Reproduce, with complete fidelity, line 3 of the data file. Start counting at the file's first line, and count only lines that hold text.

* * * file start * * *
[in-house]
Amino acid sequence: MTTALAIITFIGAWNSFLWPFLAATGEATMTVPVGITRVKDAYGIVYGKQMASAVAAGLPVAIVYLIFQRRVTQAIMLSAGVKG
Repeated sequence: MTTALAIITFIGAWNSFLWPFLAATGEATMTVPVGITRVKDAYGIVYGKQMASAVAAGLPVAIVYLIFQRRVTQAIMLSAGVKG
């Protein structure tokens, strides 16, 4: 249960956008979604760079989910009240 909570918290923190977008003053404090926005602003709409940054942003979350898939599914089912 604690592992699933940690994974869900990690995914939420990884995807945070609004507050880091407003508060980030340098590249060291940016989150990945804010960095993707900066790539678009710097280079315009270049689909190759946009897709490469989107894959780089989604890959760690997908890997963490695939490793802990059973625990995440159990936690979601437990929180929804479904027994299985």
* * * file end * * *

Repeated sequence: MTTALAIITFIGAWNSFLWPFLAATGEATMTVPVGITRVKDAYGIVYGKQMASAVAAGLPVAIVYLIFQRRVTQAIMLSAGVKG